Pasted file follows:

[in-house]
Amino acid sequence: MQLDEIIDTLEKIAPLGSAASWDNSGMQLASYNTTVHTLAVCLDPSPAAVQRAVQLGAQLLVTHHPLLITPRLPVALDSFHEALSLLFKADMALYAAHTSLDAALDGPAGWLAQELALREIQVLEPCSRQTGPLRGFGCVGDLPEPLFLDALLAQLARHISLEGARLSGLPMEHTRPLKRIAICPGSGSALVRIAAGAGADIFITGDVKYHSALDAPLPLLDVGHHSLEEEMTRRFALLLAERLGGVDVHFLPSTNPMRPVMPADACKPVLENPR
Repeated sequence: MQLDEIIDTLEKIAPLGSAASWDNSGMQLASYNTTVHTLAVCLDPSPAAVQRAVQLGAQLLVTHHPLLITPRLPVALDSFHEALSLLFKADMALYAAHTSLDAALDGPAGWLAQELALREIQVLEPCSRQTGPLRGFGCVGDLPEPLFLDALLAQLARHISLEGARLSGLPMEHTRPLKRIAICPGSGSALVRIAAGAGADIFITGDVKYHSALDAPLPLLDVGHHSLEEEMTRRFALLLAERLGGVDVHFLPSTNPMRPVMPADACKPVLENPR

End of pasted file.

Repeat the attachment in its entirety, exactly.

[in-house]
Amino acid sequence: MQLDEIIDTLEKIAPLGSAASWDNSGMQLASYNTTVHTLAVCLDPSPAAVQRAVQLGAQLLVTHHPLLITPRLPVALDSFHEALSLLFKADMALYAAHTSLDAALDGPAGWLAQELALREIQVLEPCSRQTGPLRGFGCVGDLPEPLFLDALLAQLARHISLEGARLSGLPMEHTRPLKRIAICPGSGSALVRIAAGAGADIFITGDVKYHSALDAPLPLLDVGHHSLEEEMTRRFALLLAERLGGVDVHFLPSTNPMRPVMPADACKPVLENPR
Repeated sequence: MQLDEIIDTLEKIAPLGSAASWDNSGMQLASYNTTVHTLAVCLDPSPAAVQRAVQLGAQLLVTHHPLLITPRLPVALDSFHEALSLLFKADMALYAAHTSLDAALDGPAGWLAQELALREIQVLEPCSRQTGPLRGFGCVGDLPEPLFLDALLAQLARHISLEGARLSGLPMEHTRPLKRIAICPGSGSALVRIAAGAGADIFITGDVKYHSALDAPLPLLDVGHHSLEEEMTRRFALLLAERLGGVDVHFLPSTNPMRPVMPADACKPVLENPR